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Schizophrenia and Addiction

Schizophrenia is a chronic brain disorder known to affect a person’s ability to think, feel, and behave rationally. The incurable aspect of this mental health condition causes judgment and stigma, however, this disorder is treatable and manageable in many cases. According to research, more than 21 million individuals worldwide are affected by this disease.[1] Unfortunately, research has also found a significant link between schizophrenia, substance abuse, and addiction.

While researchers have found connections between addiction and schizophrenia, there is still plenty of debate on these co-occurring disorders. While some experts feel that individuals with schizophrenia use drugs and alcohol as a means of self-medication, others believe that substance abuse causes the disorder to develop.

Whatever the case may be, it has been proven that substance abuse and schizophrenia co-occur often. Additionally, schizophrenia is known to display similar symptoms as addiction. The similarity in symptoms can make the diagnosis of either disorder difficult, causing individuals to live their lives untreated – without access to recovery.

What is Schizophrenia?

Schizophrenia is a mental health condition that causes individuals to struggle with irrational and delusional thinking. Typically, schizophrenia is referred to as a form of psychosis due to the symptoms of being unable to distinguish one’s thoughts from reality.

Individuals who are afflicted by this disorder often display signs of paranoia and psychosis. Some people may hear voices in their heads or see things that are not there. Additionally, individuals with schizophrenia may experience severe mood swings, such as becoming upset, anxious, confused, angry, or suspicious in short periods. It is important to note that alcohol abuse and mood swings are also connected, proving that schizophrenia and addiction have similarities in symptoms.

Because of the delusional thinking associated with schizophrenia, many individuals do not believe they need help. This may lead to a worsening of symptoms, causing an individual to subconsciously seek forms of self-medication, such as substance abuse and addiction.

The Connection Between Schizophrenia and Addiction

Nearly 50% of individuals with schizophrenia also suffer from addiction and substance abuse issues.[2]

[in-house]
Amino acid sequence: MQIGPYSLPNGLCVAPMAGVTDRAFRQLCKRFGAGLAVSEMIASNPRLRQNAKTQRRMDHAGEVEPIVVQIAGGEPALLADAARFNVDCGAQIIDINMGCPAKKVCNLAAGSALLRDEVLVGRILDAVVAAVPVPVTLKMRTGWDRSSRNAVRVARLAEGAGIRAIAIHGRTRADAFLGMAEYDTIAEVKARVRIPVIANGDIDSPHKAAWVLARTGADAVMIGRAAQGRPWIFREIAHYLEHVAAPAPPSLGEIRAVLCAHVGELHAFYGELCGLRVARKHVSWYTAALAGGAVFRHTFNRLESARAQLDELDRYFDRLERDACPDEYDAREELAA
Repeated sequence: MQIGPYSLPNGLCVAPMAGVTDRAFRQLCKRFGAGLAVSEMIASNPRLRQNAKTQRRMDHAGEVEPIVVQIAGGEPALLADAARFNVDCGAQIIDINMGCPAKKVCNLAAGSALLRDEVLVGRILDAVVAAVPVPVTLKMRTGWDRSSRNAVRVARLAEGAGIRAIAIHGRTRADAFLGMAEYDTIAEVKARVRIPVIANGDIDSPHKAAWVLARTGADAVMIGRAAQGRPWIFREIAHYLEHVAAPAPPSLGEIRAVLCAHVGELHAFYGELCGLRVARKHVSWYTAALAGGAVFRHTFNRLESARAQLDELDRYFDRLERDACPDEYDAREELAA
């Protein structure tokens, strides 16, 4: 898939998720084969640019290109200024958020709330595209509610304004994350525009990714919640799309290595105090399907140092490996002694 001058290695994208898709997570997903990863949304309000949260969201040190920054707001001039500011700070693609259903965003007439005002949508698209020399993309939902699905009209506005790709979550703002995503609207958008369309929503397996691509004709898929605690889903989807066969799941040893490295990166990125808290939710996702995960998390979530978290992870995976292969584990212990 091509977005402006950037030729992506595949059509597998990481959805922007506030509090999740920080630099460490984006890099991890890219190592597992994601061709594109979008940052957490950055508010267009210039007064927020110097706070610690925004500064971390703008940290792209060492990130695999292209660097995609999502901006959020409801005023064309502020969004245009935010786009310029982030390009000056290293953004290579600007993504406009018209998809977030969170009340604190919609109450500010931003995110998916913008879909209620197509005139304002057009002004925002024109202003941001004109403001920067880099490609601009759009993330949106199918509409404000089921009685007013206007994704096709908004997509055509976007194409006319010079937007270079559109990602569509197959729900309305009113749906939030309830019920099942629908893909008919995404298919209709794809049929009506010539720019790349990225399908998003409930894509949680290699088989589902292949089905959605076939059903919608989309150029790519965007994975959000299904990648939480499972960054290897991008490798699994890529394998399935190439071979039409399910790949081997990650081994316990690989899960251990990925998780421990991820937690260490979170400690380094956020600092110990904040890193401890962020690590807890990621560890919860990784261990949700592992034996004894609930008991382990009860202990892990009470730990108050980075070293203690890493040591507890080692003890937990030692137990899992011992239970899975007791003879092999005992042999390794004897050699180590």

While the abuse of substances does not cause schizophrenia, it can trigger dormant symptoms to appear, acting as an environmental trigger. In other words, an individual with a genetic predisposition for schizophrenia may develop the symptoms after extended periods of substance abuse. Additionally, using substances like marijuana, cocaine, and amphetamines is known to worsen the symptoms of schizophrenia.

Unfortunately, schizophrenia is often difficult to distinguish from addiction due to the similarity in the two disorder’s symptoms. Sometimes, schizophrenia is even mistaken for a substance use disorder because of how similar the symptoms can be. Fortunately, expert researchers continue to study the disorders independently and concurrently to increase the knowledge we have on the co-occurrence of these conditions.

The Symptoms of Schizophrenia

Schizophrenia is known to cause a broad range of symptoms that make it difficult for an individual to function on a normal level. Symptoms may vary and differ in nature, including behavioral, cognitive, and emotional symptoms.

Let’s take a look at the most common symptoms of schizophrenia and how they are linked to addiction.

Delusional Thinking

Many people who suffer from schizophrenia experience beliefs that are not based on reality. These delusions can be about anything, however, they typically are based on misinterpreted sensory experiences.

For example, an individual may believe they are being followed or watched because they saw someone walking behind them. This delusion can continue throughout the day, with the individual believing the same people are coming after them – even though they are only seeing pedestrians walking down the street.

Schizophrenia-related delusions may include:

  • Feeling harassed or threatened by someone or something, real or imaginary.